Change the way you think. Create magic in your life!™

Hope that you had a relaxing holiday. I am about to head off to back-to-back shows starting in chilly NYC, then off to St. Thomas and then to Florida. If you would like to see where I am headed go to .

You can also view our new "The Latest Page," to find out where we were in 2010. (There is a great shot of Marleta and me with Kevin Nealon from Saturday Night Live and the television show “Weeds.” We had fun working with him last year.)

New Podcast Is Up
Just added a new podcast. It's called "Searching for Happiness," and it reveals 3 ways to allow happiness to reveal itself to you, as opposed to trying to find it. You can download or listen for free at . It's the first podcast on the upper right hand side.

We currently have over 30,000 listeners each month worldwide. Thank you for listening.


A man had a goal of swimming in every river he came across. One day while walking, he noticed a river in which he had never swum. He quickly threw off his clothes and jumped in. (After all, he knew how to swim and felt that he should be able to easily navigate this river.) As he was swimming, he neglected to notice the river flowing toward a whirlpool. Soon, the water started to flow more harshly and, in a matter of minutes, all of his swimming skills became worthless against the now mighty water. People on the banks of the river noticed the man. There was nothing they could do to help him. However, he soon came out of the whirlpool and drifted to shore unharmed. When asked how he survived, the man said, “I knew that the outcome would be what it would be. Despite my skills as a swimmer and my immediate feeling of panic, I knew that if I fought for my desired outcome, I would lose. So, I decided to let the event shape me, as opposed to shape the event. I went with the flow and therefore did not suffer.”

Oftentimes, we have a goal, yet it doesn’t turn out as we expected. After all, as children we were taught that if you do A and B then C should follow. As adults, we find that is not always the case and, instead of getting C, we sometimes get E or F or Z, which throws us for a loop. The result is we get angry, stressed out, worried, cynical, etc. We expect that a certain outcome should follow a plan of action, but our expectations sometimes let us down and cause us unneeded suffering.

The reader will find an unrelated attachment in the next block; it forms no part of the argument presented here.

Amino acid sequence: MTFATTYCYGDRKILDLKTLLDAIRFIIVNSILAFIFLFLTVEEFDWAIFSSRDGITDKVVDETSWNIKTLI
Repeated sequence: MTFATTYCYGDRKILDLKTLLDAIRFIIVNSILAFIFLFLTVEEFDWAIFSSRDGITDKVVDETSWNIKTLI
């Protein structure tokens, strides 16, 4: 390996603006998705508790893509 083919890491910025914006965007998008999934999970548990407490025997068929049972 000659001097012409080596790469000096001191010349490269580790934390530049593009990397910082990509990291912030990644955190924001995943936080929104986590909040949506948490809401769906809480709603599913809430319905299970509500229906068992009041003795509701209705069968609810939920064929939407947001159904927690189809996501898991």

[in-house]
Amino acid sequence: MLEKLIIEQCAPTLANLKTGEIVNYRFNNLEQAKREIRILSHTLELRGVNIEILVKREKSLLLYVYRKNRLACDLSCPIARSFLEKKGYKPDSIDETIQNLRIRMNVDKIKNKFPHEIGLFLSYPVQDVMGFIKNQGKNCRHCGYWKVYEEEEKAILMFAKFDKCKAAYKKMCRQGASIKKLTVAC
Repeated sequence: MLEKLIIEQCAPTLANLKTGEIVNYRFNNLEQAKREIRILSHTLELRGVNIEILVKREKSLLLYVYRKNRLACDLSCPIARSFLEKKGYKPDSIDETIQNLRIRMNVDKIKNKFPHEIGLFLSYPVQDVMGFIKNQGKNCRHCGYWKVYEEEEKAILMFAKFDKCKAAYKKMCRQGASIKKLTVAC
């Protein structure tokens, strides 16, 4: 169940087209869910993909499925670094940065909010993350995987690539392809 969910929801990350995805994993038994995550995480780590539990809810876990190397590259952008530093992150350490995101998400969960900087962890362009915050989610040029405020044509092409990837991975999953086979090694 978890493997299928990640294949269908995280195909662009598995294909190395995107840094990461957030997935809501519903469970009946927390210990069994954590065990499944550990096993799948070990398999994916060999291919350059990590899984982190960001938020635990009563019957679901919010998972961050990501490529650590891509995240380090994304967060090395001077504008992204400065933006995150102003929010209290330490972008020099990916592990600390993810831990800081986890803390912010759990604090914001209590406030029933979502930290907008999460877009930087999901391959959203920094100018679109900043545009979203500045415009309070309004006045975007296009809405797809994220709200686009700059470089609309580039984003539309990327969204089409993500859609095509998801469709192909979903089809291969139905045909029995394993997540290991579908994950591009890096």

There is a way out of the suffering and that is to detach yourself from your expectations. Now some will take that to the extreme and view that statement as you shouldn’t have dreams or goals. That’s not what I mean. What I mean is that our expectations usually come with a “must” - our expected result - and when we don’t get it, we suffer.

When trying to reach a goal, try detaching yourself from your desired outcome. Do what you need to do (A and B) but then step back and let the result (C, E or F) be what it will be. Let the event shape you, as opposed to you shaping the event.

It’s tricky, because you may be disappointed in the outcome, which is normal. But really, what else could you have done? Would getting angry about it or stressing out about it change anything?

Say you interview for a new job. You have a great resume and have all the qualifications needed to implement the job. Being nervous at the interview is normal. However, worrying as to whether you will get the job before, during or after the interview is a waste of energy and only provides suffering. You will either get it or you won’t.

Say you don’t get the job. Will being angry about it change the outcome? No. Are you disappointed? Sure, but it is what it is. You may review the result and discover that you might have done something differently. That is a fine thing to acknowledge - for the next time. But for the present case, it doesn’t matter. Don’t beat yourself up for not doing that “something” differently, because you didn’t have that information, prior to your action. And if you did – in the case of making a choice between doing one thing or the other – what really makes you think the result would have been different or would have ended up being any better? Even if the interviewer gives you a reason for not hiring you, it makes no difference, because you still may not have been hired based on other factors at that workplace of which you were unaware (i.e., the boss’s niece got the job). In such a case, you never would have gotten the job.

Where is the proof that if you had done “something differently” that you would have gotten the job? There is none. Where is it written that you “should” or “must” have this job? No where. All the worry and wondering is guessing, assumptions. All the “musts” and “shoulds” are demands with no basis of authority. All you receive for your worry and demands is suffering.

How a situation works out is how a situation works out. By detaching yourself from your expectation, you remove the worry and stress. You are still able to flow along doing what you need to do, but you can do so without all the suffering and, like the swimmer, come out of the event unharmed.

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“To be consistently effective, you must put a certain distance between yourself and what happens to you on the golf course. This is not indifference, it's detachment.” – Sam Snead, golf legend.

“He who would be serene and pure needs but one thing, detachment.” – Meister Eckhart, theologian, philosopher.

“Pain in life is sometimes necessary; suffering is always an option.” – Bob Garner, speaker, author.
Bob Garner
+1.805.534.1576 (International)

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